I saw a family the other week, two boys stuffing bags in the trunk of a black car while the father–in suit, briefcase, two phones, and tie–bid them goodbye.
“Did you remember everything?” the mom called from the driver’s seat, “we can’t come back for it all the way from the rink.” The boys nodded in unison. “Then get in the car and let’s get moving,” the mother urged. “I don’t want to hit traffic!”
The dad patted the older boy on the shoulder and the fleece-hatted head of the younger one. “Remember boys …” he paused to look at his children–one about 12, the other a bit younger, maybe 10–“Don’t be failures!”
“We won’t dad!” the boys chanted back and clambered into the backseat.
It startled me, that last exchange. What kind of a thing to say is that? How can these kids be “Be Failures” anyway? Does having a bad practice, missing a puck, doing badly on a test, even being chosen last for a team–equate with being “A Thing That Fails?” How much failure does one have to accumulate to acquire the definition of “A Failure”? Can it even be attributed to a child, who is by definition still learning how to succeed and as part of that process, must sometimes–in fact, very often–fail? Do we not all of us fail, repeatedly, through life, as we try new things, reach too far too soon, make bad choices, fall into cracks in life’s pavement, trip over our own egos, forget to listen to our instincts, or even just need to hone a skill that’s rusty or nascent and needs more failure to become a Thing That Thrives?
That father seemed kind, even affectionate. I believe he meant to motivate his son. He was upbeat, casual, every-day’ish, and likely unaware that his choice of words made an event–the result of many factors where at least some may be outside of one’s control–into a definition of self-worth.
How can losing, even failing–become BEING the failure? Learning is impossible without experiencing failure. If we define failure as something that is an attribute of WHO we are, how can we expect to move ahead, to try again, to think anew, to hold a hope, to find a path, to dissect a result we did not wish for so we can find what we may do differently the second, third or hundredth’s time around?
Theodore Roosevelt said: ““It is hard to fail, but it is worse never to have tried to succeed.”
The operative word here, in my view, is “to have tried.” Success is not guaranteed. At least not what some may see as success, for is not small progress–a lesson learned, an understanding achieved–also success? Philosophy aside, while success may not be guaranteed, failure, of course is. We all fail. We have to. We don’t know what we don’t know. We are not good at what we did not practice yet. We cannot solve problems we have not found the cause or weak spot of. We cannot change course without an obstacle, a shift, a fault line, a blocked path. Experiencing failure is inevitable. It is a crucial part of growing up and it is an ongoing part of life throughout.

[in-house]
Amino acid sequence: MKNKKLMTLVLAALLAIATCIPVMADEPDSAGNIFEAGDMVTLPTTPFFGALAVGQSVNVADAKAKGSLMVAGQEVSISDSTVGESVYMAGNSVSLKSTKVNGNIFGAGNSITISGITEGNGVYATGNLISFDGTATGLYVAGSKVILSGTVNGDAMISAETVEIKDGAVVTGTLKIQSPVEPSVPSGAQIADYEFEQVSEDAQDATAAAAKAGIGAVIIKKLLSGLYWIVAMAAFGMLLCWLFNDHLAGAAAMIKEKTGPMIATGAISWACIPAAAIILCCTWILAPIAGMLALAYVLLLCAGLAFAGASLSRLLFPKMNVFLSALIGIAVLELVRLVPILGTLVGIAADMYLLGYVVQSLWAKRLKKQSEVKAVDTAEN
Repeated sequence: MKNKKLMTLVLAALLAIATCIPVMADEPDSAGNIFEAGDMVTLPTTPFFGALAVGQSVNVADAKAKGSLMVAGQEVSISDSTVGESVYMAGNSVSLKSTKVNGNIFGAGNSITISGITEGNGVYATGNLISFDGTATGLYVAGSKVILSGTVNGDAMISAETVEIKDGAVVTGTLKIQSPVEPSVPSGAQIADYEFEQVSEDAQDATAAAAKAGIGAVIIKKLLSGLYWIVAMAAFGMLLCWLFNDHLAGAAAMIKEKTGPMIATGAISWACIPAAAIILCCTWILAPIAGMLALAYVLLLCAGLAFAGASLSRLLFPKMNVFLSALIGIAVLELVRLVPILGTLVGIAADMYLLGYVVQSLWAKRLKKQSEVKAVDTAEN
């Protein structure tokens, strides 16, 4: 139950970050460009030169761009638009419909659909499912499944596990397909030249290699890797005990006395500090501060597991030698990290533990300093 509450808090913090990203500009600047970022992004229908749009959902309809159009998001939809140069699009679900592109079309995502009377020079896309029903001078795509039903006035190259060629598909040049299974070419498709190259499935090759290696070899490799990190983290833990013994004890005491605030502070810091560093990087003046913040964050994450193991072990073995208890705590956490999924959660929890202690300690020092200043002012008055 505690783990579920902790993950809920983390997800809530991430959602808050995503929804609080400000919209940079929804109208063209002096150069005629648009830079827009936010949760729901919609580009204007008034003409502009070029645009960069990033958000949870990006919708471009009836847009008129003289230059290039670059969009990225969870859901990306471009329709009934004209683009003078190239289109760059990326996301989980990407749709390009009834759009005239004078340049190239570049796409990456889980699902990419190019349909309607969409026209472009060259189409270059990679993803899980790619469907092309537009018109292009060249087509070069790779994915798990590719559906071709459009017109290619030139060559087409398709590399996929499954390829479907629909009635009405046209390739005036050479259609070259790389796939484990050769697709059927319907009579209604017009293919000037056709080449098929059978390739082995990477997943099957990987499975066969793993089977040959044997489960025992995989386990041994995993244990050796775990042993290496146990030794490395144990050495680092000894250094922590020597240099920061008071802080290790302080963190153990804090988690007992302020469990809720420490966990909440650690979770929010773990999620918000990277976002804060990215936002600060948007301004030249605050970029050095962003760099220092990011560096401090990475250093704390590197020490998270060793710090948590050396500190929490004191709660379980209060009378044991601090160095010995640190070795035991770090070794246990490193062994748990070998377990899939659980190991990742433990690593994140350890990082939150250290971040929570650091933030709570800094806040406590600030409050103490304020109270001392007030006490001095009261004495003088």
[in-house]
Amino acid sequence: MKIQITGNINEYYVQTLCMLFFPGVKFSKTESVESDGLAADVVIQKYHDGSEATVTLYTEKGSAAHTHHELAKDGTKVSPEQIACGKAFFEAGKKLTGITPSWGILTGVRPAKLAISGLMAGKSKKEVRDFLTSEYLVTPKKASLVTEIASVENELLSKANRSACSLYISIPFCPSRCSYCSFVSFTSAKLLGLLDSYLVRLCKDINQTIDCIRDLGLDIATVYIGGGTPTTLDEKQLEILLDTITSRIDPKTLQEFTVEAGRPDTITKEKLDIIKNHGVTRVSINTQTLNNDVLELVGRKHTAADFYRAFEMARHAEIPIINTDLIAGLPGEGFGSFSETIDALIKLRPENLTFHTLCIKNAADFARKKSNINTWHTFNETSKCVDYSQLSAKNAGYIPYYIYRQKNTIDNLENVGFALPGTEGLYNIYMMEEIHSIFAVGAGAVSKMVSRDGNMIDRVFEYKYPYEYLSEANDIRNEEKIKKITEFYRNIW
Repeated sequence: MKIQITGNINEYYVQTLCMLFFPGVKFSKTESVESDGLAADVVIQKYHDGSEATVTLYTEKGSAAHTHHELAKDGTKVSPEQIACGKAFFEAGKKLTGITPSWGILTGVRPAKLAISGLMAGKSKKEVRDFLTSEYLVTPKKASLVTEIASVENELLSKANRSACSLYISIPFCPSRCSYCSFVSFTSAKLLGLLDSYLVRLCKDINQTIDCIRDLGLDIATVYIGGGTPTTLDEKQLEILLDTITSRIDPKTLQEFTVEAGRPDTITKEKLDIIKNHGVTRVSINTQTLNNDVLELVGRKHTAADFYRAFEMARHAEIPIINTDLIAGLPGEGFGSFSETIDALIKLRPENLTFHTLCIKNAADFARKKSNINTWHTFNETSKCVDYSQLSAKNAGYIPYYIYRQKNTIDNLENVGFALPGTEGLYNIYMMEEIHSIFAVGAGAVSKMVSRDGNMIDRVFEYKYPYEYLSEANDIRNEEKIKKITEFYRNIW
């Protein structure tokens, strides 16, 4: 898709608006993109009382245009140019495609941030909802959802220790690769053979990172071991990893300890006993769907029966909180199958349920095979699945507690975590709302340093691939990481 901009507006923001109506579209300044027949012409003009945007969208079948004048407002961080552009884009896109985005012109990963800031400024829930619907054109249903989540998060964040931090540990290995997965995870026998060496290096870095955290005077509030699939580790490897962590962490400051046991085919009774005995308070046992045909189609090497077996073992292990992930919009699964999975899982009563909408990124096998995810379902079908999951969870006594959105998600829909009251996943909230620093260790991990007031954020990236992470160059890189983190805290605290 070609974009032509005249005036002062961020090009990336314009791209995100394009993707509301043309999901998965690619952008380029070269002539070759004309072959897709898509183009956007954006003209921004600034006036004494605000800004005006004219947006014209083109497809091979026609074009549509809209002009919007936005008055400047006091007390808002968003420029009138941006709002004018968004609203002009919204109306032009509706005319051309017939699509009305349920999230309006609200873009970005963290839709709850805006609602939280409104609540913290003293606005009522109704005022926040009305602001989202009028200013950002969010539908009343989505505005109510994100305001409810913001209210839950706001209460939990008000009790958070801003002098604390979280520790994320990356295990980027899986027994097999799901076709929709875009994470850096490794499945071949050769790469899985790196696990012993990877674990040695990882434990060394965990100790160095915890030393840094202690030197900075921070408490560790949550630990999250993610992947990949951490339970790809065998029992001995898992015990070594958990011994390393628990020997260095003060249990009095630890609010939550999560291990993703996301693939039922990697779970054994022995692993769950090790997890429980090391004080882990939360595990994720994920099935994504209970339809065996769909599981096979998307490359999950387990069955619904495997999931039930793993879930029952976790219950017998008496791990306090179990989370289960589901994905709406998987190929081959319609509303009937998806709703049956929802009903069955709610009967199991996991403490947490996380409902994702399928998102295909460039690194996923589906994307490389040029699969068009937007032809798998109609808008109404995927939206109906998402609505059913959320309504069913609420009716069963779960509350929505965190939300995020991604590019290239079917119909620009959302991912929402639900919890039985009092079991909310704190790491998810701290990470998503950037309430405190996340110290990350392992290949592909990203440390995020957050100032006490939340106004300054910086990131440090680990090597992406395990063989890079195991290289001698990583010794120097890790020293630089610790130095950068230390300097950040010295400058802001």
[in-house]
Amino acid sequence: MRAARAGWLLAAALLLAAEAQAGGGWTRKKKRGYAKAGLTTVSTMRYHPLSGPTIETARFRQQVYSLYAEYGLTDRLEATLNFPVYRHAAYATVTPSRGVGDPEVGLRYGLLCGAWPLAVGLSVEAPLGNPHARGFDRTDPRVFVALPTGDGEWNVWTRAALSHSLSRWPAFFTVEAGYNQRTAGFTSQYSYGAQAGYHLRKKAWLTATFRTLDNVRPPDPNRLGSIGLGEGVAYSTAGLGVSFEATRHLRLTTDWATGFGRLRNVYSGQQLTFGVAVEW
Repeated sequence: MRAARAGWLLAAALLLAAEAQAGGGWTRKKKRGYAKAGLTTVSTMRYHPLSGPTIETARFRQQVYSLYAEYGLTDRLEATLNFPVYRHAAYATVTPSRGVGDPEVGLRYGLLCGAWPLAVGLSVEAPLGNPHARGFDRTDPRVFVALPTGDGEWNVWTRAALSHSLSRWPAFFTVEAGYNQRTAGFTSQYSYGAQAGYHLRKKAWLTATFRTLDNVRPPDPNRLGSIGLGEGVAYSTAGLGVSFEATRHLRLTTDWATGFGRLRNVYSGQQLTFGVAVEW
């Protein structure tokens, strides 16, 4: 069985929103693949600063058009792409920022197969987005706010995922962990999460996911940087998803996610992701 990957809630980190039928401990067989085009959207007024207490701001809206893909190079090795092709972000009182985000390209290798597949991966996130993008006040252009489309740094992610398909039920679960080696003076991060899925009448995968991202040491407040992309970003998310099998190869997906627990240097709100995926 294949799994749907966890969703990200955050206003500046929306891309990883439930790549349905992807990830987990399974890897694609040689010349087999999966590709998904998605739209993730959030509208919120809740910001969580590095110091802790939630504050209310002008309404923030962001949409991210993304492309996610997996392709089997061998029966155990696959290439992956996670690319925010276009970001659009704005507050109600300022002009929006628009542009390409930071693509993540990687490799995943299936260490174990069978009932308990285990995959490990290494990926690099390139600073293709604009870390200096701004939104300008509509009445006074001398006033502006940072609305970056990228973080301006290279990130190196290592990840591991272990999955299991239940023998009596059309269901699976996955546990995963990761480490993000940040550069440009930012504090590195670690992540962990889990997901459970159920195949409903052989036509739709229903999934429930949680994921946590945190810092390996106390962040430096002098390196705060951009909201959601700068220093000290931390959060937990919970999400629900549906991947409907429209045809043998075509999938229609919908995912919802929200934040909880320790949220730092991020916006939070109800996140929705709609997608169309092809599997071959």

To “Be A Failure”, however, is not inevitable. Not even with much failure. A Failure is something one is made to become. It is a belief, rather than a result. It is a cementing of a view of oneself as “The One Who Fails” and as such by definition not “The One Who Succeeds.”
That dad said: “Don’t be Failures.” Maybe he meant: “Win the game.” I would like to believe he meant: “Learn well. Practice hard. Be focused. Play well. Do your best, every time. Have fun.”
People fail. Often. Children fail. All the time. None of it makes them Failures. Words matter. Words have power. How we use them gives them power. Unlike success, which is ever possible, being a Failure is doomed to fail.
What defines success? A gold medal, surely. We all know that. But does a Silver count? Does it have to be the Olympics? What about coming in fifth after giving it your all or getting in last on a task you trained hard to even complete? How about finally learning to tie your shoelaces so they stay tied more times than not, or getting a 70 on a test in a subject where you previous only managed 62, or reading a book with less help or doing your homework with less mistakes or doing your homework, period, when it feels too hard?
Success does not mean being first, or strongest, richest, smartest, tallest, least-caught-in-bending-the-rules, or most-able-to-get-away-with-what-others-can’t. Success is every time we fail a little less. Every time we meet a challenge and hold determination that we can attempt it one more time and have it be different if only for the fact that it is the fiftieth attempt and not the forty-ninth and we’re still working at it. Success also means changing course, letting go, realizing that one’s passion may not be where one thought success was to be defined. Success means being honest about our abilities, being happy with others’ about theirs, enjoying or at least finding meaning in the process, managing our failures without guilt or shame. To succeed is to look at failure and learn from it. It is to try again, or differently, or figure out what and who we need to help us where we may require aid.
As Winston Churchill’s said: “Success is stumbling from failure to failure with no loss of enthusiasm.”
May there be–for you and for the children in your life, especially–no lack of enthusiasm as you stumble, joyfully, into cumulative success.